So far, no vaccine has ever been developed against a human coronavirus. That being said, the most important current procedures, which are needed to prevent the spread of the virus, are continuation of CDC and other medical, research and governmental agencies recommendations. Keep in mind some people may have the COVID-19 virus and spread it to others, even if they don’t have symptoms or don’t know they have COVID-19.
Important viral mitigation procedures are to wash your hands often with soap and water for least 20 seconds or use an alcohol-based hand sanitizer that contains at least 60 percent alcohol. Avoiding large gathering, practicing social distancing and wear a mask in public. Cover your mouth and nose with your elbow or a tissue when you cough or sneeze. Throw away the used tissue. Avoid touching your eyes, nose and mouth. Avoid sharing dishes, glasses, bedding and other household items if you’re sick. Clean and disinfect high-touch surfaces, such as doorknobs, light switches, electronics and counters, daily. Stay home from work, school and public areas if you’re sick, unless you’re going to get medical care. Daily testing of your body temperature is also effective. Use telemedicine if you are sick and need to talk with a doctor and use on-line communications for working at home when possible. Avoid public transportation, taxis and ridesharing if you’re sick.
Currently many people believe that the virus will disappear in hot weather and a second or third wave will not occur, and they want full opening of the economy and life to return to what it was prior to the dawn of the pandemic. Unfortunately, most medical experts do not believe that this scenario has or will occur, and that state and local governments have already rushed too fast to reopen society for economic reasons. The mantra of many people, agencies and companies is that they are tired of COVID19 isolation and will not adhered to important viral mitigation procedures. They believe that the economic pain of isolation is worse than the disease itself. Only time will tell if their beliefs are correct.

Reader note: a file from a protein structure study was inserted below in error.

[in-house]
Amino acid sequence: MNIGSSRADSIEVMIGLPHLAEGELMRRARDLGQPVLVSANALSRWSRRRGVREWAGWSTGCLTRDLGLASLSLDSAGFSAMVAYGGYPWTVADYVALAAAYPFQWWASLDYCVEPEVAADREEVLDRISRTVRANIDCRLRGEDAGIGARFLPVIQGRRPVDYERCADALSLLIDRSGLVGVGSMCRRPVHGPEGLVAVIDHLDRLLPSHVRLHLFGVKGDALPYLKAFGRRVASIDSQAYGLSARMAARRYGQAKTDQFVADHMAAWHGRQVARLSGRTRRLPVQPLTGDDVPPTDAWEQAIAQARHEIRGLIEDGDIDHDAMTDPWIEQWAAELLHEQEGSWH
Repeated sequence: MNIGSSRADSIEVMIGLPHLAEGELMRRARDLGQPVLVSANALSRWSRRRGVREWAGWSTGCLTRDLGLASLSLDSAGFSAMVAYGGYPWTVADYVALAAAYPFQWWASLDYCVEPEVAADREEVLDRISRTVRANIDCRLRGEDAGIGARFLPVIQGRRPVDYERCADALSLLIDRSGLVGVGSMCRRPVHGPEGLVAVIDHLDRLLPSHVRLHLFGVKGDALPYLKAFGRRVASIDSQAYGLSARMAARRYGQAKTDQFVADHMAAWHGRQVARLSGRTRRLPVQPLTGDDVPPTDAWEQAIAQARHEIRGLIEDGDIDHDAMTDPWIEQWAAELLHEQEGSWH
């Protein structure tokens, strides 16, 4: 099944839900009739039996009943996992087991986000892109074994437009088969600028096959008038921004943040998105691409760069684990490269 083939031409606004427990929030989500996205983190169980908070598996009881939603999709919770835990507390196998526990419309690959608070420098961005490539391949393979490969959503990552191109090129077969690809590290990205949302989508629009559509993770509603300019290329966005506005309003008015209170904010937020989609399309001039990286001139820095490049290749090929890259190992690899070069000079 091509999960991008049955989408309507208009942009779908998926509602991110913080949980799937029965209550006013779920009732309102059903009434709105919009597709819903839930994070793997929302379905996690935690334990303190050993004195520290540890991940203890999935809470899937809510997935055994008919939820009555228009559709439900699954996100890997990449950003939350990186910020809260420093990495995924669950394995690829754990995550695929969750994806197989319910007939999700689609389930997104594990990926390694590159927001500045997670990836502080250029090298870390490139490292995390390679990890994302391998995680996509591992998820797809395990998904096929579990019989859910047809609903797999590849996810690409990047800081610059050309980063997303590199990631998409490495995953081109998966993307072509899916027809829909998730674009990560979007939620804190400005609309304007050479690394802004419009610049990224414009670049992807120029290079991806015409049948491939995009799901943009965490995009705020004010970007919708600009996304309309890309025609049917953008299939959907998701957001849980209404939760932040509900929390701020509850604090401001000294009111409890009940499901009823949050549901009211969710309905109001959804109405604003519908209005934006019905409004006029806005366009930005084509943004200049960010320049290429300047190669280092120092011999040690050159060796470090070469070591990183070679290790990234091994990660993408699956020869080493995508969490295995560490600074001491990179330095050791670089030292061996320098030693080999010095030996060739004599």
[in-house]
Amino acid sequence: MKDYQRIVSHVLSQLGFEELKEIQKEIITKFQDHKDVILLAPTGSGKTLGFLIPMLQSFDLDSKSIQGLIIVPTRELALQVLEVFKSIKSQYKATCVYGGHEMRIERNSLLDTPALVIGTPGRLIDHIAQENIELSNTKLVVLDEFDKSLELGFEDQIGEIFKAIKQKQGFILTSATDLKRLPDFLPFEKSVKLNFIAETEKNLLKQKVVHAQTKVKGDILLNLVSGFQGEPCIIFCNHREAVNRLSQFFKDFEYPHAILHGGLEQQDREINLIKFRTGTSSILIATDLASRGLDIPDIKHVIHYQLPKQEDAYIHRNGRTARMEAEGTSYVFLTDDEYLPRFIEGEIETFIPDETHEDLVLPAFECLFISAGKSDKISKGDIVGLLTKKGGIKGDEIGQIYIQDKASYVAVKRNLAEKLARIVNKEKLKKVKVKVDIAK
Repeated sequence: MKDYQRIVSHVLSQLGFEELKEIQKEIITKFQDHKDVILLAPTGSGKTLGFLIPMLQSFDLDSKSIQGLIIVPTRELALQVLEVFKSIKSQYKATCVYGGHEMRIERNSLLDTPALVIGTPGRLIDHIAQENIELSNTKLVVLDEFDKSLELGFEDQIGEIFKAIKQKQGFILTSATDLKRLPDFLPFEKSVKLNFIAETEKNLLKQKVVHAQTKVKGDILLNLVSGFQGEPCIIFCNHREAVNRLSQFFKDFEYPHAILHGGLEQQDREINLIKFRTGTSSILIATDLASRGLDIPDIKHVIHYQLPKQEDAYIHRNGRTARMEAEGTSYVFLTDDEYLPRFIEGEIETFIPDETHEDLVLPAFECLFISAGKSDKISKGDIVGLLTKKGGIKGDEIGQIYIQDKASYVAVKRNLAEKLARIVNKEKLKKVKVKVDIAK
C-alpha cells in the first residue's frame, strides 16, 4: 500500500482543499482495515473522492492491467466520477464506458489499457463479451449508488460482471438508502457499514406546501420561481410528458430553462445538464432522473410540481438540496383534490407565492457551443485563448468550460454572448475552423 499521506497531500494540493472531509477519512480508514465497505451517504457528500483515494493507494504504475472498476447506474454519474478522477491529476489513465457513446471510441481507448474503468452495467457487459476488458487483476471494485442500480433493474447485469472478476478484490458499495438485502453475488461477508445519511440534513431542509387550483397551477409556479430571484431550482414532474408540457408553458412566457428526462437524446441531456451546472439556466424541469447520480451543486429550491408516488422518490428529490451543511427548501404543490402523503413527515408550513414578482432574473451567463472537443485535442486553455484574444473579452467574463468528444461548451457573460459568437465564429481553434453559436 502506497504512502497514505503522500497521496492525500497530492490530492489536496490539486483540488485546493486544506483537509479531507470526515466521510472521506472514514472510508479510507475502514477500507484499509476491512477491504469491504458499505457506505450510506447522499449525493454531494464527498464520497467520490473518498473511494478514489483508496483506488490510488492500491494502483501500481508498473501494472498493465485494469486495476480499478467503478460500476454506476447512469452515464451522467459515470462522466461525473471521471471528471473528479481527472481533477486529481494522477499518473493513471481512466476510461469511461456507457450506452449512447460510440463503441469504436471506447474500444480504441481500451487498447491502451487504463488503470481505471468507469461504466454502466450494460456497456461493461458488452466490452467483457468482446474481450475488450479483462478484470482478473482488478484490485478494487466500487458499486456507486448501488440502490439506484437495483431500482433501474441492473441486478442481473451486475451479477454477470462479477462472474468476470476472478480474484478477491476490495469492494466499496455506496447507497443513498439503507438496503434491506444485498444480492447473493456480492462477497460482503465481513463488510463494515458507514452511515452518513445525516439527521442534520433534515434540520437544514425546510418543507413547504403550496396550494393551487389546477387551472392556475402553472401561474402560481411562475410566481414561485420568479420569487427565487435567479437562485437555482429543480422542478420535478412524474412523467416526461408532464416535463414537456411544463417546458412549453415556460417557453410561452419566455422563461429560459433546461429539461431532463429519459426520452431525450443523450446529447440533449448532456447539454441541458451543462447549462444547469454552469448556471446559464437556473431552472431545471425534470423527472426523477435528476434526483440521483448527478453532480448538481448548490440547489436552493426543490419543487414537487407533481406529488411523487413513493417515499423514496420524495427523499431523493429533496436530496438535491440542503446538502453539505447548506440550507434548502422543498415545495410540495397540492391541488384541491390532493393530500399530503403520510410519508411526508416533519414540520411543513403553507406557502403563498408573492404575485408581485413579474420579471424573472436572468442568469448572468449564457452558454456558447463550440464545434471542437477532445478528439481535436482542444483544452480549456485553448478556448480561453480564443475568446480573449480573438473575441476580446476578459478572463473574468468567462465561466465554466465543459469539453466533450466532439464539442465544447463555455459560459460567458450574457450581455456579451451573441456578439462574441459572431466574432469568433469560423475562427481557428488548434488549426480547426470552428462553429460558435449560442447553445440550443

Regardless of when and if effective vaccines are developed, more rapid effective testing for the virus and/or antibodies with contact tracing needs to be developed and utilized to avoid the spread of the virus. Another avenue that needs to be addressed is the development of effective in-home antiviral medications, as are currently available for influenza and HIV infections, that will treat symptomatic people and prevent viral spread during a 14-day quarantine. Currently only in-hospital antiviral therapy is effective to reduce the severity of critically ill patients. Antiviral treatments will free up hospitals to treat none COVID19 infected patients. According to Dr. Corey, “A virus that we’ve never seen before is unpredictable … We have to anticipate all options.”
Joseph Giambrone is a professor emeritus in Auburn University’s Department of Poultry Science with a joint appointment in the Department of Pathobiology in the College of Veterinary Medicine. During his graduate research career at the University of Delaware, he was part of a research group that developed the first vaccine against an antigenic variant of an avian coronavirus. During a sabbatical leave during his tenure at Auburn, he was part of a research group in Australia that sequenced the entire genome of antigenic variant of a coronavirus of chickens. During his 42-year research career as a molecular virologist, immunologist and epidemiologist, he has made critical advancements in understanding the ecology of viral pathogens, led efforts to improve detection and surveillance of viral diseases and developed new and effective vaccines and vaccine strategies to protect commercially reared chickens as well as pathogens, such as avian influenza viruses, which have spilled over into human populations. His research has had a profound impact on practices used today to reduce the incidence and severity of viral diseases of commercially reared poultry as well in human populations.